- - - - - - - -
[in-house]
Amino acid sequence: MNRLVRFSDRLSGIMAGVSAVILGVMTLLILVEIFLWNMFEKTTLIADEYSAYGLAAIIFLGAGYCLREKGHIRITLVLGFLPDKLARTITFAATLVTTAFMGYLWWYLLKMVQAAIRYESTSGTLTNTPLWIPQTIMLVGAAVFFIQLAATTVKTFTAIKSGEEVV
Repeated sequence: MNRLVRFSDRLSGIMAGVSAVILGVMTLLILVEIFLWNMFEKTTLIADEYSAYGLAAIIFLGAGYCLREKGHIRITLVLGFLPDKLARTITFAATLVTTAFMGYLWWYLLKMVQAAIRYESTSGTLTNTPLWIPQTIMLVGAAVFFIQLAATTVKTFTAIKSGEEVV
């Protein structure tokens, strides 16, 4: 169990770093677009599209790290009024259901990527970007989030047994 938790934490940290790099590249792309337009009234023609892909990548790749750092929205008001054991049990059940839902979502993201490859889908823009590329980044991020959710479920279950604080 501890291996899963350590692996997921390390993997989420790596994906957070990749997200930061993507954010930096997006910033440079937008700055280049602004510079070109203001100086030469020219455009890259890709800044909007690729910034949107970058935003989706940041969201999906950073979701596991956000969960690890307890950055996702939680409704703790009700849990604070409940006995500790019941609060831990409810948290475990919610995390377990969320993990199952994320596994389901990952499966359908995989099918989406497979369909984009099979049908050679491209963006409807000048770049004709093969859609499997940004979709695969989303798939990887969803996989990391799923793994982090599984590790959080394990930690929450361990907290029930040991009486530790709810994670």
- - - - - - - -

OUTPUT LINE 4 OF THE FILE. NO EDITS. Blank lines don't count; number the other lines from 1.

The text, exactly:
């Protein structure tokens, strides 16, 4: 169990770093677009599209790290009024259901990527970007989030047994 938790934490940290790099590249792309337009009234023609892909990548790749750092929205008001054991049990059940839902979502993201490859889908823009590329980044991020959710479920279950604080 501890291996899963350590692996997921390390993997989420790596994906957070990749997200930061993507954010930096997006910033440079937008700055280049602004510079070109203001100086030469020219455009890259890709800044909007690729910034949107970058935003989706940041969201999906950073979701596991956000969960690890307890950055996702939680409704703790009700849990604070409940006995500790019941609060831990409810948290475990919610995390377990969320993990199952994320596994389901990952499966359908995989099918989406497979369909984009099979049908050679491209963006409807000048770049004709093969859609499997940004979709695969989303798939990887969803996989990391799923793994982090599984590790959080394990930690929450361990907290029930040991009486530790709810994670």